It looks like you're using an Ad Blocker.

Please white-list or disable AboveTopSecret.com in your ad-blocking tool.

Thank you.

 

Some features of ATS will be disabled while you continue to use an ad-blocker.

 

The other shoe drops in Manafort's case - Rosenstein himself cleared Manafort back in 2006

page: 10
45
<< 7  8  9    11 >>

log in

join
share:

posted on May, 11 2018 @ 08:01 PM
link   

originally posted by: luthier
a reply to: Xcathdra

I guess we will see. So far you have been wrong an awful lot. You read the law as literal like you are reading it.

Judge nap already said and knew and talked about on fox and friends the AG Was working to change the NY law. I think I also linked the former AG Saying so a while back.


Actually I have not been wrong so constantly repeating that lie doesnt help your position.

Yup and the US constitution prevents ex post facto laws so good luck. You cant pass a law that would retroactively allow prosecution of a crime that was prohibited from prosecution when the crime occurred.




posted on May, 11 2018 @ 08:01 PM
link   
a reply to: luthier




Except I don't think you understand that is what happens in trials. The prosecution and defense do everything possible and the judge is the referee.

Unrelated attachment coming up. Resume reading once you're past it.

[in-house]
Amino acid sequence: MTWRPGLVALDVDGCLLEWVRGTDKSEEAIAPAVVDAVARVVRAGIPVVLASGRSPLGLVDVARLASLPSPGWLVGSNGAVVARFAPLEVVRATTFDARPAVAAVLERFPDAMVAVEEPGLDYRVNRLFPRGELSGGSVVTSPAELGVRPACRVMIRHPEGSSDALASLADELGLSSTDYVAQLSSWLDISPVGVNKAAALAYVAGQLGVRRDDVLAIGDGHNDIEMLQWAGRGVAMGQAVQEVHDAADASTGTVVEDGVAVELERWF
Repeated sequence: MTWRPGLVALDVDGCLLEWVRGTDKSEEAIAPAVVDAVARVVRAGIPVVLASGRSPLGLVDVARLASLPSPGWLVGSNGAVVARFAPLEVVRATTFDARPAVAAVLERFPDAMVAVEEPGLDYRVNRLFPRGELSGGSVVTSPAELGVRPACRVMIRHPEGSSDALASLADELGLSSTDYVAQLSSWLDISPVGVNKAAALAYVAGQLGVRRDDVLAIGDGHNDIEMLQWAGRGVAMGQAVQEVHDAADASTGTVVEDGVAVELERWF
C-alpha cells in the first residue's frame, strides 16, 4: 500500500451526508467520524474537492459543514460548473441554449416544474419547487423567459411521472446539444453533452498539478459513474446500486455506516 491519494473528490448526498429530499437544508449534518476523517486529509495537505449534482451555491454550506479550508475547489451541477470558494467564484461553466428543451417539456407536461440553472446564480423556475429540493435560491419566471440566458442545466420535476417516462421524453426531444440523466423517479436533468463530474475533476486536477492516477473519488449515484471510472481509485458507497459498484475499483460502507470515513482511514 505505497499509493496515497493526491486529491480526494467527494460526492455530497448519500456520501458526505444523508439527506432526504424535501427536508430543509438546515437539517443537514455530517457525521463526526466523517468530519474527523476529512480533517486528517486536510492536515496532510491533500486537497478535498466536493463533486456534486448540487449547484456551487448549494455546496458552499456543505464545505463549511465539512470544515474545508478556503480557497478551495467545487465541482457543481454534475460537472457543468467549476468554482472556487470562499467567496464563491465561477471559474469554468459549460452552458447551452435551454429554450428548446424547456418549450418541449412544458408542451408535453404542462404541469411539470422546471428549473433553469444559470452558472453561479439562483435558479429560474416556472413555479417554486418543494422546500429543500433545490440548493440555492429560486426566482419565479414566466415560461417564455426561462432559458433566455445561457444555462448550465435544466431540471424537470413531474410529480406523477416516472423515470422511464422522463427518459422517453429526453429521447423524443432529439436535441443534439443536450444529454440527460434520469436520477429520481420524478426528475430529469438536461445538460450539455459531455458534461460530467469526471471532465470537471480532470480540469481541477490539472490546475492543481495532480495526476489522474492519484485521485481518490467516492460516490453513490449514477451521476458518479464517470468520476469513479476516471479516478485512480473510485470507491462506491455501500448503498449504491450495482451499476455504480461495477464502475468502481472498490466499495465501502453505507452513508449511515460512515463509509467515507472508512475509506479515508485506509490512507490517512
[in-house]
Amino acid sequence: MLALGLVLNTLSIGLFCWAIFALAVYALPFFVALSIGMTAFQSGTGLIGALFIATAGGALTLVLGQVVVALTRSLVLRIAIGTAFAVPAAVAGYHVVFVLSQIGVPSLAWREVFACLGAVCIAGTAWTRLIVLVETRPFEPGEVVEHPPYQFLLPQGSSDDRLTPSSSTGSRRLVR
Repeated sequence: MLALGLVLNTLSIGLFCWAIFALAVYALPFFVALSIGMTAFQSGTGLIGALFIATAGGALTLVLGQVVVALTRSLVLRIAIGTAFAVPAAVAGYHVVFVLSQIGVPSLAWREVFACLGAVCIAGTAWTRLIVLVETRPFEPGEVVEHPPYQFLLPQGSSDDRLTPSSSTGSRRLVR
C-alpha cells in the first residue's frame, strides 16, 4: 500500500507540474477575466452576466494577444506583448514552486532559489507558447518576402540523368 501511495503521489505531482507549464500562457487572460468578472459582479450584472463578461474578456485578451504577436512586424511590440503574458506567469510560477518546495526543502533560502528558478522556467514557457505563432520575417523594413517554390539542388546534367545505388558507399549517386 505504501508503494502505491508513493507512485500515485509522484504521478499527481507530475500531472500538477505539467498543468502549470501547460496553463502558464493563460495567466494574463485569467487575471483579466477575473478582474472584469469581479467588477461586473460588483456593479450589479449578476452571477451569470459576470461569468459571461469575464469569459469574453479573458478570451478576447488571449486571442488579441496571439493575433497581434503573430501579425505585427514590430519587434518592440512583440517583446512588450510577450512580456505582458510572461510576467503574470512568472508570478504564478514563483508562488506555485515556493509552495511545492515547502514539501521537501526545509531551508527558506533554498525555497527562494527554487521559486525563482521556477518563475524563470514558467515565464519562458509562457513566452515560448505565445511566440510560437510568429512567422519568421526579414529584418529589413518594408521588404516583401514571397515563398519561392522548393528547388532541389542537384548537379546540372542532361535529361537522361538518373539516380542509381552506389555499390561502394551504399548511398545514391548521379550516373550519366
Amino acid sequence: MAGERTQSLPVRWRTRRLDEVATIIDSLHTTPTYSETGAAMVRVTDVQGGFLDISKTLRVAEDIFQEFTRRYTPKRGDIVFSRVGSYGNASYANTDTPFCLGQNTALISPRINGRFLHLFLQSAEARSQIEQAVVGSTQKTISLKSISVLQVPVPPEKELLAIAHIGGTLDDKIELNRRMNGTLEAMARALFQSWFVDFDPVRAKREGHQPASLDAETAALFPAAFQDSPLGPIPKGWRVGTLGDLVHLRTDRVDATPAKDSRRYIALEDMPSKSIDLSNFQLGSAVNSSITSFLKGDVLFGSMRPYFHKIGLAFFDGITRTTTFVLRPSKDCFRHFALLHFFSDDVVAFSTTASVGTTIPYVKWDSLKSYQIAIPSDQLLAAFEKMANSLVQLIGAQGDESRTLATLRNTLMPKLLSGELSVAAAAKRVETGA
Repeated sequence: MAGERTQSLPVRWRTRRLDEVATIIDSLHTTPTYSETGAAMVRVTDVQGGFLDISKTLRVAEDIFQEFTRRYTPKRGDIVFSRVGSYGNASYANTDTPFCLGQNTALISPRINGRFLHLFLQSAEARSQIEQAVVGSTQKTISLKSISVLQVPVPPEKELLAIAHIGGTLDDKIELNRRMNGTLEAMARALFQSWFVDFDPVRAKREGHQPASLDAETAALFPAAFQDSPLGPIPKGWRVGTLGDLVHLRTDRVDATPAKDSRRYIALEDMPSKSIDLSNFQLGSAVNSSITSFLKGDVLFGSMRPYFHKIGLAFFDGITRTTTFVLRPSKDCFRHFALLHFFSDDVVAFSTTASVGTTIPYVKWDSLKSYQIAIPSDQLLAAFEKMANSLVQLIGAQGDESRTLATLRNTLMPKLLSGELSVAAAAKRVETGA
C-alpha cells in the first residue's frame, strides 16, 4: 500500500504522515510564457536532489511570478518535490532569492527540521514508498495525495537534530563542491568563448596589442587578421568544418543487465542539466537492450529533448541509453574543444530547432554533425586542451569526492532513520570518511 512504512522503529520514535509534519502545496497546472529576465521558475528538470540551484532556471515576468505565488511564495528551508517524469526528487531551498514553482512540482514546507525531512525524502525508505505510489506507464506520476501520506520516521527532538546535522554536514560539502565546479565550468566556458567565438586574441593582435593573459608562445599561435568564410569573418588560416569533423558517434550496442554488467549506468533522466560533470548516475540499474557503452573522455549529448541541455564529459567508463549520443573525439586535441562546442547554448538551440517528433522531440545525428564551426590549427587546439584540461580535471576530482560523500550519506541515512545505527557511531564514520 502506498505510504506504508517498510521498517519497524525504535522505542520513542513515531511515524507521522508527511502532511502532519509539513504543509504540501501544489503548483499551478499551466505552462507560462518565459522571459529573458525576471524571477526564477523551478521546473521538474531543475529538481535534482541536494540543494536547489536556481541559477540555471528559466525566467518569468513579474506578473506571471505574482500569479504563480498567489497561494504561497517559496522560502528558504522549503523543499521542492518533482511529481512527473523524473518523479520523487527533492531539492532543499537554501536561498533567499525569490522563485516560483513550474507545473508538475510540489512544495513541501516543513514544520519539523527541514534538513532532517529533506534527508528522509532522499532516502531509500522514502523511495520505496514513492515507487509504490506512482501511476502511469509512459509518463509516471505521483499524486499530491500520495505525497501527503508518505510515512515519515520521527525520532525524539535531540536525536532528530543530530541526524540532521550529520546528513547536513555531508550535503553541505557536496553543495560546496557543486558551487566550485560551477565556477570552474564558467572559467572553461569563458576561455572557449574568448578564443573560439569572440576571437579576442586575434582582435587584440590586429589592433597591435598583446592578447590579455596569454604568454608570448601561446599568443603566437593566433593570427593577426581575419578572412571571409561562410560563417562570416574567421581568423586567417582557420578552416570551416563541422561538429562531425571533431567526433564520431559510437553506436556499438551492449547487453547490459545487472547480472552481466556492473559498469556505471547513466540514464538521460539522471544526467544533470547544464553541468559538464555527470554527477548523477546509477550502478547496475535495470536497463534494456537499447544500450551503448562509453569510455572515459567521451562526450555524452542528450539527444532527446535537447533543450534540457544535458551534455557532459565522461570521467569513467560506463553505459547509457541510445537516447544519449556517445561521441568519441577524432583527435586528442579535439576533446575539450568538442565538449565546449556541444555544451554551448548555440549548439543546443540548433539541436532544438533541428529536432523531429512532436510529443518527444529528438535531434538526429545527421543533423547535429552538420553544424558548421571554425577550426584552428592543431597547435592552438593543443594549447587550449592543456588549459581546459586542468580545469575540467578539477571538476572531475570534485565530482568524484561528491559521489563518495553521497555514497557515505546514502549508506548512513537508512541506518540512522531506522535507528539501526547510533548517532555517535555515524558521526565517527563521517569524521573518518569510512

No. You don't try "everything possible". There is a clear difference between legal wrangling and misleading the court.



posted on May, 11 2018 @ 08:02 PM
link   

originally posted by: luthier

originally posted by: RadioRobert

originally posted by: luthier
a reply to: RadioRobert


Manafort and the timeline (ie, Manafort's home already being raided prior to the authorization), it's murky. Rosenstein can say, "Oh, by the way, look into Manafort, too" at anytime, and that begins to fall under the SC purview. But whether that gives him a carte blanche for actions taken before that authorization was received is a lot less clear legally.